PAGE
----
Colonel, Major and several officers took trip to firing line. Capt. Grace of I Bat[tery] took batt[ery] on hike and gave us an unmerciful trip. Everybody growling and cursing the army. All make up our minds never to be roped again nor induce any friends to, but to do the opposite. Hope we get a chance to have better idea of army before long. Lieut[enant] told us not to put anything in letters about treatment, for it would be censored, which shows even some of the officers realize what dog’s treatment we get from orders of higher officers. This P.M. had infantry drill and watched Frenchmen work a six-inch R.R. [railroad artillery] gun. Saw a group of 30 or 40 French officers there. Nigger and I went to French canteen after supper and ate fried potatoes, apples, and then to Y.M.C.A. and got N.Y. Herald printed in Paris. Report of another draft in U.S. from [ages] 19 to 20. That won’t take [17-year-old brother] Elmer in, so won’t affect us.

Sept. 25. [Tuesday]
Went on sick report for first time in army. Had kind of grip [influenza] and got lots of pills to take, three every three hours. Helped [to] police shack, all bunk floors and movable boards taken out and washed. Fixing shack back of this for co[mpany?] kitchen and storehouse. Will have our own cooks and live better then. Went uptown with Nigger and watched Barney [Barnacastle] and Frenchy [Arsenält] sell shirt or pants though they didn’t know it. Tried to see what they did with cash but didn’t see them enter any place. Got apples and gingerbread cake for 80 centimes, made good feed. Wrote letter home and one to Jim [Burwell in the 26th Infantry].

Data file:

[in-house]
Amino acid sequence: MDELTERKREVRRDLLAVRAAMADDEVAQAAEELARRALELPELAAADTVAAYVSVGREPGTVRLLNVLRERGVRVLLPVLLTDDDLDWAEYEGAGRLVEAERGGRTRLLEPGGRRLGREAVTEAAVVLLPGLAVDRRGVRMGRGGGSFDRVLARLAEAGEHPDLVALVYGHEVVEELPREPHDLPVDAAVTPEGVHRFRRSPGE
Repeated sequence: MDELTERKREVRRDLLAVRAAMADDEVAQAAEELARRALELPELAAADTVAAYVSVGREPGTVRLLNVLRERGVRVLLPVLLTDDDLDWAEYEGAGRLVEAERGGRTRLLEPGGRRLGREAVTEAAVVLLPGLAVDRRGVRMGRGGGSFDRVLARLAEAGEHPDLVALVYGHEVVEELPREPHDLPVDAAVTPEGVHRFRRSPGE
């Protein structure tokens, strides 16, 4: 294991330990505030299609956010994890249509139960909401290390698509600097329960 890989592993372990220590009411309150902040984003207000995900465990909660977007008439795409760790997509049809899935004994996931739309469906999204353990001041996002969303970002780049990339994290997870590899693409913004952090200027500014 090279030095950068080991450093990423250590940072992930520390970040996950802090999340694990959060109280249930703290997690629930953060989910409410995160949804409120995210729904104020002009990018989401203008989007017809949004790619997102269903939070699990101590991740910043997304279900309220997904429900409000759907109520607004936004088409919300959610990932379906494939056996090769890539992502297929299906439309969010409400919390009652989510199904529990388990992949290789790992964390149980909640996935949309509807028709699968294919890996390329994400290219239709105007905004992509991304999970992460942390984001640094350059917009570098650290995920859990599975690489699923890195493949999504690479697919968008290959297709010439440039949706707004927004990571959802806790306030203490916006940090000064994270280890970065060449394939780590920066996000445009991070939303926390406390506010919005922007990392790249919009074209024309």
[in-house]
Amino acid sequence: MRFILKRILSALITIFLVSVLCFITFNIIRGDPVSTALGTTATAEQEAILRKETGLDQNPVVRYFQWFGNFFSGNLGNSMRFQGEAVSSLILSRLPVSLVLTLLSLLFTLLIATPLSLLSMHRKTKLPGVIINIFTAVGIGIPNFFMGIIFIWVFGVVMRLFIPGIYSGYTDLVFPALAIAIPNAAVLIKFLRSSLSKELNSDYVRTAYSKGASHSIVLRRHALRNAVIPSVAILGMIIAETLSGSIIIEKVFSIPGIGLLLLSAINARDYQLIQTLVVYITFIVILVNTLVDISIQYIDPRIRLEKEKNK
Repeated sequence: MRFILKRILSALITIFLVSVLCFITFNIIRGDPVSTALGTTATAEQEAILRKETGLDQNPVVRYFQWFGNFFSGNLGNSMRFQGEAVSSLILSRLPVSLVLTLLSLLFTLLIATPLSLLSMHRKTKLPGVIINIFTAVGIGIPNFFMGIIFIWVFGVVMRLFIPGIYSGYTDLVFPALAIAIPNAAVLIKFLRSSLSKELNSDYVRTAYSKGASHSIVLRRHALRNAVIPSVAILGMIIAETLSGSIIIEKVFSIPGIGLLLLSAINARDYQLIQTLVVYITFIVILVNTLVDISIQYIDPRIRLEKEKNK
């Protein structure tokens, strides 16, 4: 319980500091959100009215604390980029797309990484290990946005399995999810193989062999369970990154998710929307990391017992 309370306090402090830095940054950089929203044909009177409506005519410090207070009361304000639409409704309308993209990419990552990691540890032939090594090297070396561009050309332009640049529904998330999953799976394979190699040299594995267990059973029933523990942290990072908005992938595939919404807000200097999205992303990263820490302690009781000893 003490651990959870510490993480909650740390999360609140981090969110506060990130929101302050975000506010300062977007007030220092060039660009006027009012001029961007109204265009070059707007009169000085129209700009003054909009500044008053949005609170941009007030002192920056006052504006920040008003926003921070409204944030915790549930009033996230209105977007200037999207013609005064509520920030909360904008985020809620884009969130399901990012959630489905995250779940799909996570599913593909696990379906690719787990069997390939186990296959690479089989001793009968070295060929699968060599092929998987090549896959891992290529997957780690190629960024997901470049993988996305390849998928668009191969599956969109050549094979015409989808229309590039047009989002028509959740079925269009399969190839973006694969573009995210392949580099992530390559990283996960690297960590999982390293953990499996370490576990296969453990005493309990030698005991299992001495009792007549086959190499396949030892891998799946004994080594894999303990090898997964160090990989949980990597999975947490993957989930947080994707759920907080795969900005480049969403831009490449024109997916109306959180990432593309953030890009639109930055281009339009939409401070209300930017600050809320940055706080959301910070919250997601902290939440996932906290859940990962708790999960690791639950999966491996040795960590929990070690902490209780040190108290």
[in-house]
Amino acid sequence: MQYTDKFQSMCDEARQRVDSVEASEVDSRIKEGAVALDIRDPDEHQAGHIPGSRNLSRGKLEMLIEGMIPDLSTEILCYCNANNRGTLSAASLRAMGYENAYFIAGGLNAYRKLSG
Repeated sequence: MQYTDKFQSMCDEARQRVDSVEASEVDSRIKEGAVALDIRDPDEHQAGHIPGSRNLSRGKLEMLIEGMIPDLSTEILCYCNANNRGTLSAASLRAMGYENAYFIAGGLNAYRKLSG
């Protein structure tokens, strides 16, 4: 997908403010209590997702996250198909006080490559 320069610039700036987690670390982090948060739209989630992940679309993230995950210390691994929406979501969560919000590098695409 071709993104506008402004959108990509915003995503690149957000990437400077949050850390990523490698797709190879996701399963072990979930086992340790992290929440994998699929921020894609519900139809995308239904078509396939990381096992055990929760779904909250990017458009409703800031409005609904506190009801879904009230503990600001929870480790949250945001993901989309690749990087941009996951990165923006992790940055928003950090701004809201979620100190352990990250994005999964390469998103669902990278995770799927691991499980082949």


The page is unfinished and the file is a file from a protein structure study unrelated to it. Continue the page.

Sept. 26. [Wednesday]
Had instruction in guard duties in morning, didn’t all know general orders, so several including myself had to learn them in P.M. Took baths in afternoon. After retreat went to town with Carswell, and got wine thru a Frenchman who talked some English. Had to watch that no officers or guards saw it, as U.S. soldiers are forbidden wine and can get only beer. Got back the letter to Jim [Burwell] as I didn’t think I would have to stamp soldier’s mail not leaving country but seems one must. Nigger told me about his life before entering the army and what made him join. Seems to have been a moonshiner in N.C. [North Carolina] and nearly got caught.